Around the World in 40 Books

Headed to Rio, Paris, or Cape Town this summer? We asked distinguished writers and thinkers to pick their favorite books about 20 of the world’s great cities.

Ever wondered what a list of Foreign Policy summer reads would include? Wonks and geeks, look no further. Come for Balzac’s Paris, stay for a history of Kyoto pulled straight from The Tale of the Genji.


Cape Town, South Africa


The Number: One Man’s Search for Identity in the Cape Underworld and Prison Gangs (2004),
Jonny Steinberg

In the true story of Magadien Wentzel, leader of the 28s, a notorious prison gang, Steinberg offers a rare glimpse of Cape Town’s criminal networks and life on the margins of one of the world’s most beautiful, violent, and unequal cities. — Tau Tavengwa, co-editor and publisher of  Cityscapes 


Bom Boy (2011), Yewande Omotoso

Omotoso’s Bom Boy is a contemporary Cape Town novel that no South African — black, white, or brown — could have written. She has cultural distance from the racial morass that is South Africa, and she skillfully captures the tensions at the country’s heart.  Olufemi Terry, author of “Stickfighting Days 

Lagos, Nigeria


Lagos: A Cultural and Literary History (2012), Kaye Whiteman

A delicious exploration of sub-Saharan Africa’s biggest city, Whiteman’s book is written in elegant prose. It is for readers who wish to understand Lagos beyond stereotypes of slums and corruption — and for those who enjoy good writing.  Chika Unigwe, author of  Night Dancer 


Every Day is for the Thief  (2014), Teju Cole

This is a brilliantly quiet Lagos novel — a counterintuitive description, as anyone who knows Nigeria’s cacophonous metropolis will note. Cole sets a meditative flâneur loose, camera in tow, to wander the city, effortlessly painting a nuanced portrait of people, place, and paradox. — Taiye Selasi, author of  Ghana Must Go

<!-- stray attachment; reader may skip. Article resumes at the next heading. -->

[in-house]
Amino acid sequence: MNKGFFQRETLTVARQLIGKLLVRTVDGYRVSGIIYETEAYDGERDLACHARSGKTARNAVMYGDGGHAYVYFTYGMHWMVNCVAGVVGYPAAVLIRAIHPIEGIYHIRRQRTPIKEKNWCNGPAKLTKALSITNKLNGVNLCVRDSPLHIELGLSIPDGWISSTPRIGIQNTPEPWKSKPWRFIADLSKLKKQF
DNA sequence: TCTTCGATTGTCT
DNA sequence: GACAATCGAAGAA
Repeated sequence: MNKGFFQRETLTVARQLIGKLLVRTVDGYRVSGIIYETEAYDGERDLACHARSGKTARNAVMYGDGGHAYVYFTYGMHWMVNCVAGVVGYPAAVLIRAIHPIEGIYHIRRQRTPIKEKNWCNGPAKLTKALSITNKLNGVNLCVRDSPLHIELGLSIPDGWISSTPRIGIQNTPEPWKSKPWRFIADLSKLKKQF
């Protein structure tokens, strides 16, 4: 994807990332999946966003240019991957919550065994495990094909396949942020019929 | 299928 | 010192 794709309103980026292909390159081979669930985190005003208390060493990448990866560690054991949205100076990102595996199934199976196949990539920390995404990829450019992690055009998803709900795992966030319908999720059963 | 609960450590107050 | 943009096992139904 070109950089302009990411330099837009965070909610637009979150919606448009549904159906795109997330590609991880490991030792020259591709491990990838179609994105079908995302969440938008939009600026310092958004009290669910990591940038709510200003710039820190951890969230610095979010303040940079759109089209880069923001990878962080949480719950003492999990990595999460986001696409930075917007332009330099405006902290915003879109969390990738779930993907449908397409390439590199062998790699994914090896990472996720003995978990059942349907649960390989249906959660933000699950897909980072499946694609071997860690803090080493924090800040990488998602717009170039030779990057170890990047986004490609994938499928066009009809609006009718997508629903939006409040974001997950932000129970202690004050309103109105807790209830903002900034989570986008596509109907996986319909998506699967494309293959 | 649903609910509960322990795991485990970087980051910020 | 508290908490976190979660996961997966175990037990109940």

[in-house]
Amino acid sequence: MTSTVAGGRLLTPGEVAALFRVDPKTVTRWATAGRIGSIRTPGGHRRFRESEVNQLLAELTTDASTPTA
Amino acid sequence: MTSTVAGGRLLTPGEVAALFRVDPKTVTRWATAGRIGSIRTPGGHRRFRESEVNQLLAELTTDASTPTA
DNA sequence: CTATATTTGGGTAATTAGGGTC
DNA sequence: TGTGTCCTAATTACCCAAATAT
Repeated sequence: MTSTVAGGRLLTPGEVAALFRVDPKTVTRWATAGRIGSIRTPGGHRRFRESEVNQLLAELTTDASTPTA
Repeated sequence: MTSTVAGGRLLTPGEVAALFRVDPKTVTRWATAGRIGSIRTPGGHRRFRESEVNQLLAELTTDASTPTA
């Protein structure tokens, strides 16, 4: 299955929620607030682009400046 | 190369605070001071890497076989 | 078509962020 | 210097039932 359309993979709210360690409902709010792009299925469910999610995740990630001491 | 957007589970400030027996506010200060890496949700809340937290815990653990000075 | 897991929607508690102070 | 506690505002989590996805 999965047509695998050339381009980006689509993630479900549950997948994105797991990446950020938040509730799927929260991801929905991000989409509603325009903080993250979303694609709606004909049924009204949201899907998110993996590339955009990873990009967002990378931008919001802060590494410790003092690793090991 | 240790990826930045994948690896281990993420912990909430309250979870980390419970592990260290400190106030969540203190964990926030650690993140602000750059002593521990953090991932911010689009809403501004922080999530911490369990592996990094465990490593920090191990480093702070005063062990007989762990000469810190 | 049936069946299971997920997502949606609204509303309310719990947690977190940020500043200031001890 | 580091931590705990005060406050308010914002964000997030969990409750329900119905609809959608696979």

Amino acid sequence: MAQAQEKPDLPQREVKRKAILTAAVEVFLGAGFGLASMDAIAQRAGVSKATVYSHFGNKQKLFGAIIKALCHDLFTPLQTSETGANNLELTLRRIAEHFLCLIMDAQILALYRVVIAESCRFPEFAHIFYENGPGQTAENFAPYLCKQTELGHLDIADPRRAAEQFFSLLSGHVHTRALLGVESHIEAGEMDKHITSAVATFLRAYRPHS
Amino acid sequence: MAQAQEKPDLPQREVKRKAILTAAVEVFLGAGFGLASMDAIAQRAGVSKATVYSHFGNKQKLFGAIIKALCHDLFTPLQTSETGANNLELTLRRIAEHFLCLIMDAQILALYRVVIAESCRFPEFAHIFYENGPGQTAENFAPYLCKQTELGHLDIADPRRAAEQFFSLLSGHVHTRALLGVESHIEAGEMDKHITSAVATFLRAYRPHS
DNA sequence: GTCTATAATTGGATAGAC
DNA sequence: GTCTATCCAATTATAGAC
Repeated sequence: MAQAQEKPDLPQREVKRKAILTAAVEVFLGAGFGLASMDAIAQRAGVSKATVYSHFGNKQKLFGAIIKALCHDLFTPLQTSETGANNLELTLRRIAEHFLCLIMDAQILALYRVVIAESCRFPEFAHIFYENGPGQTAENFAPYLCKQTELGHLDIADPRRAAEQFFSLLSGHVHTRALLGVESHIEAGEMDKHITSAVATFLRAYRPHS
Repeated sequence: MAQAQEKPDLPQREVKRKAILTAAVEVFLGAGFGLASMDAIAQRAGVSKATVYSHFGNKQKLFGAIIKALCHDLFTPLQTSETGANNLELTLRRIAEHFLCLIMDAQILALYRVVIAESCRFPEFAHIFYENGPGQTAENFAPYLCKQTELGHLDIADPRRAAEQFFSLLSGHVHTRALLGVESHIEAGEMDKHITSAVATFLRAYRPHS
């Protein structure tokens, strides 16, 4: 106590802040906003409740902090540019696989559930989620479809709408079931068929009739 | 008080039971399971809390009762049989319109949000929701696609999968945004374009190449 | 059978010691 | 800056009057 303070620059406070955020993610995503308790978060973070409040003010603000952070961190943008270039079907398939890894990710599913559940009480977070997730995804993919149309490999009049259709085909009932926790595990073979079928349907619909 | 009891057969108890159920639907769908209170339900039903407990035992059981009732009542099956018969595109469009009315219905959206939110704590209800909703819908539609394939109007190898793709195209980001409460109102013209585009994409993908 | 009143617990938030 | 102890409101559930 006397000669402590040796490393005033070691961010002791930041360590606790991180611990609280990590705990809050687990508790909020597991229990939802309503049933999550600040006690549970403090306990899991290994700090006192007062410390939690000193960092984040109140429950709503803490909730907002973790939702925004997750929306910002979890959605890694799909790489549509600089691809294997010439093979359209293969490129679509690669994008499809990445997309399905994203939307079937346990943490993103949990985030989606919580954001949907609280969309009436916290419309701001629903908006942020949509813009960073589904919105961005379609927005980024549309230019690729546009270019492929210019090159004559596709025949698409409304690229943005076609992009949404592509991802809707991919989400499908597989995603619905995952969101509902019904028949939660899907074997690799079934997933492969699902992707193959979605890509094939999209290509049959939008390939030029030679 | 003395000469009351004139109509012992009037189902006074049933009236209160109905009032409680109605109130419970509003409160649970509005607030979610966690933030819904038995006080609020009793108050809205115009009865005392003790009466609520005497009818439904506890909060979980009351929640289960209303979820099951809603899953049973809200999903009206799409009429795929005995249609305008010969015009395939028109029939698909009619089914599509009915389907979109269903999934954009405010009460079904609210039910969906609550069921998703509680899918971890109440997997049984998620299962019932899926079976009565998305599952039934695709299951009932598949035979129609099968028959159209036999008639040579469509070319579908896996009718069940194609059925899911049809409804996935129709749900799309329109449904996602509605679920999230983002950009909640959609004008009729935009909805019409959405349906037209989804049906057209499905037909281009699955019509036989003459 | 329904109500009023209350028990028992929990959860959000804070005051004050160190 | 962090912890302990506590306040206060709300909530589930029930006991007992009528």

Addis Ababa, Ethiopia


King of Kings: The Triumph and Tragedy of Emperor Haile Selassie I of Ethiopia (2015),
Asfa-Wossen Asserate

A superb biography of the fascinating Emperor Haile Selassie — worshipped by Rastafarians and dubbed “black Christ” by Marcus Garvey — Asserate’s book is also a history of Addis Ababa and modern Ethiopia’s evolution. — Simon Sebag Montefiore, author of  Jerusalem: The Biography


Beneath the Lion’s Gaze (2011), Maaza Mengiste

Mengiste situates the fight for political control after Ethiopia’s revolution, and the rise of government surveillance, in an urban family and neighborhood. The result is a personal view of community in a period of intense social, economic, and political change. — Lahra Smith, author of  Making Citizens in Africa: Ethnicity, Gender and National Identity in Ethiopia


Hangzhou, China


Cities of Jiangnan in Late Imperial China (1993), Linda Cooke Johnson (editor)